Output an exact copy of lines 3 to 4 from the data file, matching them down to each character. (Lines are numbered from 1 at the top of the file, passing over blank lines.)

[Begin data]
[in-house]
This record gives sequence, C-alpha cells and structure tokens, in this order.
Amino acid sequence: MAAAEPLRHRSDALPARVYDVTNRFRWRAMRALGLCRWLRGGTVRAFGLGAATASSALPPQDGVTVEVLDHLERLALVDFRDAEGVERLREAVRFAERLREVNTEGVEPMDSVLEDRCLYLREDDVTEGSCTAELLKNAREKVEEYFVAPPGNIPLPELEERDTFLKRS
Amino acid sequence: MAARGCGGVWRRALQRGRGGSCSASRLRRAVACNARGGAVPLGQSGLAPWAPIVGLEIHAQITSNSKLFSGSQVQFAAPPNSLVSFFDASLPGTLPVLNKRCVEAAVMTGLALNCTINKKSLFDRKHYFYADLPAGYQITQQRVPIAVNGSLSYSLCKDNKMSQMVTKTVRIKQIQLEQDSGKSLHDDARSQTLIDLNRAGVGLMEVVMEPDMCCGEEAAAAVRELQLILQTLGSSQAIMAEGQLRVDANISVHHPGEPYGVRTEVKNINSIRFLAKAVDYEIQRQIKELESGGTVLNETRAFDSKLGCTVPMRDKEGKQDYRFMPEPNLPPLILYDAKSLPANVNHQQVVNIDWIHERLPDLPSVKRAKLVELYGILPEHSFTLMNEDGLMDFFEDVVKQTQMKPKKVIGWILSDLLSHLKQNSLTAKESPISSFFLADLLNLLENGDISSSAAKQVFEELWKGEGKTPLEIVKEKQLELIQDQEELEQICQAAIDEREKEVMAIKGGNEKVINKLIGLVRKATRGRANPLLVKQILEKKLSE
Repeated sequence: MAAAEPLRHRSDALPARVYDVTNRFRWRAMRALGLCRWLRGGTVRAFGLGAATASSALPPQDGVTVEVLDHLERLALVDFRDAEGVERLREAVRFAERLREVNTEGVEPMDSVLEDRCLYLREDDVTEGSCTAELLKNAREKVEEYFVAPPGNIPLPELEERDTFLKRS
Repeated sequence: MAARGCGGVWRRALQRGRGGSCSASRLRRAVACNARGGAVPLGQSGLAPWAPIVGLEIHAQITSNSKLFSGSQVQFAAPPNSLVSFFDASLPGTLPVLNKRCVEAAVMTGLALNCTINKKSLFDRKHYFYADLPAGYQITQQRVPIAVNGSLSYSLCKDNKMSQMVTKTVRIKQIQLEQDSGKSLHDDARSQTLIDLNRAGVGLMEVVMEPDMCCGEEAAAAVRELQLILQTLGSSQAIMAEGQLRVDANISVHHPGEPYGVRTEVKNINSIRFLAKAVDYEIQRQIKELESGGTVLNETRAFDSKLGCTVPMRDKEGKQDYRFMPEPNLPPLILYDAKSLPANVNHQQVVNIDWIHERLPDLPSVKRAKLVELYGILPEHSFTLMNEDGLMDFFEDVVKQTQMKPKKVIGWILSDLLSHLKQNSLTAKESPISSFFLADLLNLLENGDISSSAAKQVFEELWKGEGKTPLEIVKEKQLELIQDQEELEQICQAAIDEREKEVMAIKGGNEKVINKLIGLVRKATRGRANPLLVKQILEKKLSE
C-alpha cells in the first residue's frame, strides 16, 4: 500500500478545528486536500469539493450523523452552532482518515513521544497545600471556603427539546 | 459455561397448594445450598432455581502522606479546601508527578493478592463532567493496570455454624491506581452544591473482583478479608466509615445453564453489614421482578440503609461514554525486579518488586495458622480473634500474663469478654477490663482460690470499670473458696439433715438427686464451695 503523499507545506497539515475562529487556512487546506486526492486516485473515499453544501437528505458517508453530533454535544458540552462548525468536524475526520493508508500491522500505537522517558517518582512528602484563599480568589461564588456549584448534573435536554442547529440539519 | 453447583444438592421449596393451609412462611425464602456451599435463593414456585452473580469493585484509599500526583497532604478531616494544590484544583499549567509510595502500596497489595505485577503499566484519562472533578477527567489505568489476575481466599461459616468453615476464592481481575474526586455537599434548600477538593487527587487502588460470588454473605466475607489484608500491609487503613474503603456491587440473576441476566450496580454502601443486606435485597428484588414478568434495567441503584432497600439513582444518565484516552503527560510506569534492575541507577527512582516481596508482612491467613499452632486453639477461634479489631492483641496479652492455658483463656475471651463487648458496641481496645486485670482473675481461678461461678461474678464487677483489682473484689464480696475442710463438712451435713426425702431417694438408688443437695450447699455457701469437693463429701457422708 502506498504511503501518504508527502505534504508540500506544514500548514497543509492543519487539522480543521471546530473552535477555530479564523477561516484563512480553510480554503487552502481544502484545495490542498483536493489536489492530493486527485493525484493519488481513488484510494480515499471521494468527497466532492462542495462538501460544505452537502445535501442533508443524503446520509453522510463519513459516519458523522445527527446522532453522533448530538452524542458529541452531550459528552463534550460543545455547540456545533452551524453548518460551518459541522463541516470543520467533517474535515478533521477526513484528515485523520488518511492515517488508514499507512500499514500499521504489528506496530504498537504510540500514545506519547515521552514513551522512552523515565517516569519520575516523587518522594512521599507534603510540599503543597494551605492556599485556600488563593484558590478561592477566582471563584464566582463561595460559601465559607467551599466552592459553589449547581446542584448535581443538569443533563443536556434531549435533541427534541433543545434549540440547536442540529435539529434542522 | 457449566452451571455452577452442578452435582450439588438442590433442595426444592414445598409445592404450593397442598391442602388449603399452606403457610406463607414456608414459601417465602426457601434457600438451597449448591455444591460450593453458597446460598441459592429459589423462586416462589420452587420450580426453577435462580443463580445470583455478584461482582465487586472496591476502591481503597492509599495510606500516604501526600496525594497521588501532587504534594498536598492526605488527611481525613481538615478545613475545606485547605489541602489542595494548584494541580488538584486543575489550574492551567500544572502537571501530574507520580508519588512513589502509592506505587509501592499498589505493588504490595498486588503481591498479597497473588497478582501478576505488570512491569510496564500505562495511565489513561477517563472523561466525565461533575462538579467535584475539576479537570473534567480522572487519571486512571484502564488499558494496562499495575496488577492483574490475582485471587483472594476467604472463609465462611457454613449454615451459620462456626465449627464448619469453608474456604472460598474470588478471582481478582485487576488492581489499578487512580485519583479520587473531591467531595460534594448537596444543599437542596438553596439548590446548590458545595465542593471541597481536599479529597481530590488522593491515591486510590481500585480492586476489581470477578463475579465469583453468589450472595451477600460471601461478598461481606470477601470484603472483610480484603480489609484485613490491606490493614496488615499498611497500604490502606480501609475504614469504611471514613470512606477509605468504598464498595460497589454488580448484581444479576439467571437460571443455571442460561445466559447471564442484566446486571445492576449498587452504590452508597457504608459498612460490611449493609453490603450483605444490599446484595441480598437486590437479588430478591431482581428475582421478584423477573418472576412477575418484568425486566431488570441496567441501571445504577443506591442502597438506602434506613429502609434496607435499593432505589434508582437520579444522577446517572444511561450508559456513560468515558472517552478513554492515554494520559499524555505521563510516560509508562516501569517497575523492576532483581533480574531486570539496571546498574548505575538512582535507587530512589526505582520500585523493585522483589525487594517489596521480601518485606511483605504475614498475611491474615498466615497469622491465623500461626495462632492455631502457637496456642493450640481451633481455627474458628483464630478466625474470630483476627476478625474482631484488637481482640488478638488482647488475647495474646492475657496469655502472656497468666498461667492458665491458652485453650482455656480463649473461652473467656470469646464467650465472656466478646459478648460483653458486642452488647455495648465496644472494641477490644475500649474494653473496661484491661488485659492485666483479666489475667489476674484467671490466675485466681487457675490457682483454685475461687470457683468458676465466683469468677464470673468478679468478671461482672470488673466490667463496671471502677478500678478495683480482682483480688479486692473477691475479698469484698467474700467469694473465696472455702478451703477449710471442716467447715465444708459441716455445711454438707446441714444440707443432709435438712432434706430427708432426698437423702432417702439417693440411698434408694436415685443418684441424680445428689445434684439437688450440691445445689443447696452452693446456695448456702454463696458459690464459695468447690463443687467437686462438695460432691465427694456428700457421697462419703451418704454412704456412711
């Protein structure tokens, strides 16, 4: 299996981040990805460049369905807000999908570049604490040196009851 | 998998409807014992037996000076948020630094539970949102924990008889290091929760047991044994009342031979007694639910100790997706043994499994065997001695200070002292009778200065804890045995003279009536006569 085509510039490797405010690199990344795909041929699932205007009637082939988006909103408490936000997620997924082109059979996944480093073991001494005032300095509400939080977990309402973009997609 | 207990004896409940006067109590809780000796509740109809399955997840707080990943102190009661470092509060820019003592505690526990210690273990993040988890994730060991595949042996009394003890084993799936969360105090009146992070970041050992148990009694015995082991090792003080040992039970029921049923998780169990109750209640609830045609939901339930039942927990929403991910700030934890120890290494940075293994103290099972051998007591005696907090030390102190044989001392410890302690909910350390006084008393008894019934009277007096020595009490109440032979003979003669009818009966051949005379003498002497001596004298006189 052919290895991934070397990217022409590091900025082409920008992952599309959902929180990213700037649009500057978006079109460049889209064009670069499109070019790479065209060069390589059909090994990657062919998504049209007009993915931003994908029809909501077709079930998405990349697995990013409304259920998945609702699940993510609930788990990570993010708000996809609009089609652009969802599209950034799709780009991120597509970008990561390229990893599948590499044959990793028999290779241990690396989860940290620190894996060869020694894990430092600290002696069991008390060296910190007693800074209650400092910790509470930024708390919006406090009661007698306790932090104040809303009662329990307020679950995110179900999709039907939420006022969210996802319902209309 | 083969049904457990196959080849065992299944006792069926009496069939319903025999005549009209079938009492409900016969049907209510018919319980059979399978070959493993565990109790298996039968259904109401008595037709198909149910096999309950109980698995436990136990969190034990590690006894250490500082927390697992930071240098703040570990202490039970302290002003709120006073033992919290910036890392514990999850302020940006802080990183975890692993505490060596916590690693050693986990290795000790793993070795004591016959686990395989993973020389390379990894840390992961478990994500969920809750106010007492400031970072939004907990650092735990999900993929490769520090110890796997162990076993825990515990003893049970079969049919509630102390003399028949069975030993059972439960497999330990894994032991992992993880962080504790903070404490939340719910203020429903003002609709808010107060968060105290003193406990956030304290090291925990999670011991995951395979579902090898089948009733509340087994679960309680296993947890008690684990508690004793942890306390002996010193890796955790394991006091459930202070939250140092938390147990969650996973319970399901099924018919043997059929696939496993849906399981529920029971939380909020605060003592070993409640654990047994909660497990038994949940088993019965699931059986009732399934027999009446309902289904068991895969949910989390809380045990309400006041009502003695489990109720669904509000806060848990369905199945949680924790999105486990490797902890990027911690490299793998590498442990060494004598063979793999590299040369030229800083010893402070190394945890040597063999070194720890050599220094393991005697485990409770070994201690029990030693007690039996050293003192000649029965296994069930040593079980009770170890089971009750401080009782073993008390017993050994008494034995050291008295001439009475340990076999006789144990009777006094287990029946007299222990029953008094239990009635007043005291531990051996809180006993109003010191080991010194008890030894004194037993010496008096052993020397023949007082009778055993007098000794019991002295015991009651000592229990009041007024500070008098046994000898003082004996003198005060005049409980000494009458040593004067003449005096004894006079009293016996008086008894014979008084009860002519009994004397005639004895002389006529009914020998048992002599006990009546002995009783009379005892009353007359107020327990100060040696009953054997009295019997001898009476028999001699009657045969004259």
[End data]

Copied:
Amino acid sequence: MAAAEPLRHRSDALPARVYDVTNRFRWRAMRALGLCRWLRGGTVRAFGLGAATASSALPPQDGVTVEVLDHLERLALVDFRDAEGVERLREAVRFAERLREVNTEGVEPMDSVLEDRCLYLREDDVTEGSCTAELLKNAREKVEEYFVAPPGNIPLPELEERDTFLKRS
Amino acid sequence: MAARGCGGVWRRALQRGRGGSCSASRLRRAVACNARGGAVPLGQSGLAPWAPIVGLEIHAQITSNSKLFSGSQVQFAAPPNSLVSFFDASLPGTLPVLNKRCVEAAVMTGLALNCTINKKSLFDRKHYFYADLPAGYQITQQRVPIAVNGSLSYSLCKDNKMSQMVTKTVRIKQIQLEQDSGKSLHDDARSQTLIDLNRAGVGLMEVVMEPDMCCGEEAAAAVRELQLILQTLGSSQAIMAEGQLRVDANISVHHPGEPYGVRTEVKNINSIRFLAKAVDYEIQRQIKELESGGTVLNETRAFDSKLGCTVPMRDKEGKQDYRFMPEPNLPPLILYDAKSLPANVNHQQVVNIDWIHERLPDLPSVKRAKLVELYGILPEHSFTLMNEDGLMDFFEDVVKQTQMKPKKVIGWILSDLLSHLKQNSLTAKESPISSFFLADLLNLLENGDISSSAAKQVFEELWKGEGKTPLEIVKEKQLELIQDQEELEQICQAAIDEREKEVMAIKGGNEKVINKLIGLVRKATRGRANPLLVKQILEKKLSE